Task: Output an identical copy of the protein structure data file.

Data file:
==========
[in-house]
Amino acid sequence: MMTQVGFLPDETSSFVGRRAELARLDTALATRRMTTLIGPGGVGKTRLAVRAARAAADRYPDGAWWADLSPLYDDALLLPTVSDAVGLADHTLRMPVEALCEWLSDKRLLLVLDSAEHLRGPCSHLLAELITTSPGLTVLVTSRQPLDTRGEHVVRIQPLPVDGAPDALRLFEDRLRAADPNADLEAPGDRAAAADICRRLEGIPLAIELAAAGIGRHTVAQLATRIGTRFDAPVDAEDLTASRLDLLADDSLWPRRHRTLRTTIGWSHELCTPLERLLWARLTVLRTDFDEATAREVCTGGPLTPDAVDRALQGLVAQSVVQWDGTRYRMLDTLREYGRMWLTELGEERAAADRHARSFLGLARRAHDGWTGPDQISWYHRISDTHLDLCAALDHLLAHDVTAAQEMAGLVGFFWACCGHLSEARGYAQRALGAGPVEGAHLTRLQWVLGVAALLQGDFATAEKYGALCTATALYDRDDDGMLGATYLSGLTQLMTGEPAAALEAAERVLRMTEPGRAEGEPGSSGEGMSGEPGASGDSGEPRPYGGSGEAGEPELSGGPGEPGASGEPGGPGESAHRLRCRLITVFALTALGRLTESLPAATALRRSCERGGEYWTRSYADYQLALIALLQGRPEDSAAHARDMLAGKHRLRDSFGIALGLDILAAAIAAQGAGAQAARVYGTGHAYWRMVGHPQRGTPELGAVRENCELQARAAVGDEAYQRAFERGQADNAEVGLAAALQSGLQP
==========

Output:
[in-house]
Amino acid sequence: MMTQVGFLPDETSSFVGRRAELARLDTALATRRMTTLIGPGGVGKTRLAVRAARAAADRYPDGAWWADLSPLYDDALLLPTVSDAVGLADHTLRMPVEALCEWLSDKRLLLVLDSAEHLRGPCSHLLAELITTSPGLTVLVTSRQPLDTRGEHVVRIQPLPVDGAPDALRLFEDRLRAADPNADLEAPGDRAAAADICRRLEGIPLAIELAAAGIGRHTVAQLATRIGTRFDAPVDAEDLTASRLDLLADDSLWPRRHRTLRTTIGWSHELCTPLERLLWARLTVLRTDFDEATAREVCTGGPLTPDAVDRALQGLVAQSVVQWDGTRYRMLDTLREYGRMWLTELGEERAAADRHARSFLGLARRAHDGWTGPDQISWYHRISDTHLDLCAALDHLLAHDVTAAQEMAGLVGFFWACCGHLSEARGYAQRALGAGPVEGAHLTRLQWVLGVAALLQGDFATAEKYGALCTATALYDRDDDGMLGATYLSGLTQLMTGEPAAALEAAERVLRMTEPGRAEGEPGSSGEGMSGEPGASGDSGEPRPYGGSGEAGEPELSGGPGEPGASGEPGGPGESAHRLRCRLITVFALTALGRLTESLPAATALRRSCERGGEYWTRSYADYQLALIALLQGRPEDSAAHARDMLAGKHRLRDSFGIALGLDILAAAIAAQGAGAQAARVYGTGHAYWRMVGHPQRGTPELGAVRENCELQARAAVGDEAYQRAFERGQADNAEVGLAAALQSGLQP